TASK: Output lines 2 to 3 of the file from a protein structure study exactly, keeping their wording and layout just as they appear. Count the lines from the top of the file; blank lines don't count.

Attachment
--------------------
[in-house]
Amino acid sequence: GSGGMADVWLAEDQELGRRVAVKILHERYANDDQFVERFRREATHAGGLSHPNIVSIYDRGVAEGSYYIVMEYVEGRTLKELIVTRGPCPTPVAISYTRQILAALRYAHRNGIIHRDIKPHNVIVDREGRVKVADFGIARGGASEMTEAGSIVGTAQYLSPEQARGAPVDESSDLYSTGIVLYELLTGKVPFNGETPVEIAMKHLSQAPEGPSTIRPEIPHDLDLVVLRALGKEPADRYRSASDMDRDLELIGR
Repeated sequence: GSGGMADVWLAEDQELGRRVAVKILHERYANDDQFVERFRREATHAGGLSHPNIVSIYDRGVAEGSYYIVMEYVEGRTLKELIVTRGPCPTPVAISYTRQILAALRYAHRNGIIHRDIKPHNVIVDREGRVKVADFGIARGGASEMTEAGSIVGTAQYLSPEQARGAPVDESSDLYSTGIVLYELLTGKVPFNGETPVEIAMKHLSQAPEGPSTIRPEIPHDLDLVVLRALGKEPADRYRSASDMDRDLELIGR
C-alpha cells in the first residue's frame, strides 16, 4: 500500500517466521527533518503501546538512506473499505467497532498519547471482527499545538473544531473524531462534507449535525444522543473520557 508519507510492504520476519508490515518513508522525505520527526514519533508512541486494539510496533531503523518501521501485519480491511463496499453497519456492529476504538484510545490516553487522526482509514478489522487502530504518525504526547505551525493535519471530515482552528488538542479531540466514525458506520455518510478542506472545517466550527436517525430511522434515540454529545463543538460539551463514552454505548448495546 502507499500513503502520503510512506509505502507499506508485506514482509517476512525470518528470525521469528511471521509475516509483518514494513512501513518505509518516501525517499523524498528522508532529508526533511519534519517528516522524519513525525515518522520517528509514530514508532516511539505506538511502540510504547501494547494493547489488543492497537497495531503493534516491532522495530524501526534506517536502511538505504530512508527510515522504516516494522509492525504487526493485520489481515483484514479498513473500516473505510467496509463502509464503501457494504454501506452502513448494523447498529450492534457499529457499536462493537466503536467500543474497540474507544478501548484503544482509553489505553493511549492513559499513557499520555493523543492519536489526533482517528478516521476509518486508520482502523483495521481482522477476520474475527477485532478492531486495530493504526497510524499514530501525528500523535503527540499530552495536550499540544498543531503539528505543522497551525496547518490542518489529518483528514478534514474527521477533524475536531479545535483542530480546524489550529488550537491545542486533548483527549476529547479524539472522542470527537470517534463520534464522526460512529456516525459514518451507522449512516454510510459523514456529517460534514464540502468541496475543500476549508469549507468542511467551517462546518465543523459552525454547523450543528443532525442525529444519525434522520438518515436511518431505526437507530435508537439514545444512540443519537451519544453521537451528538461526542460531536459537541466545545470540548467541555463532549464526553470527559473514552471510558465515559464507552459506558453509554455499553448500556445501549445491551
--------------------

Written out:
Amino acid sequence: GSGGMADVWLAEDQELGRRVAVKILHERYANDDQFVERFRREATHAGGLSHPNIVSIYDRGVAEGSYYIVMEYVEGRTLKELIVTRGPCPTPVAISYTRQILAALRYAHRNGIIHRDIKPHNVIVDREGRVKVADFGIARGGASEMTEAGSIVGTAQYLSPEQARGAPVDESSDLYSTGIVLYELLTGKVPFNGETPVEIAMKHLSQAPEGPSTIRPEIPHDLDLVVLRALGKEPADRYRSASDMDRDLELIGR
Repeated sequence: GSGGMADVWLAEDQELGRRVAVKILHERYANDDQFVERFRREATHAGGLSHPNIVSIYDRGVAEGSYYIVMEYVEGRTLKELIVTRGPCPTPVAISYTRQILAALRYAHRNGIIHRDIKPHNVIVDREGRVKVADFGIARGGASEMTEAGSIVGTAQYLSPEQARGAPVDESSDLYSTGIVLYELLTGKVPFNGETPVEIAMKHLSQAPEGPSTIRPEIPHDLDLVVLRALGKEPADRYRSASDMDRDLELIGR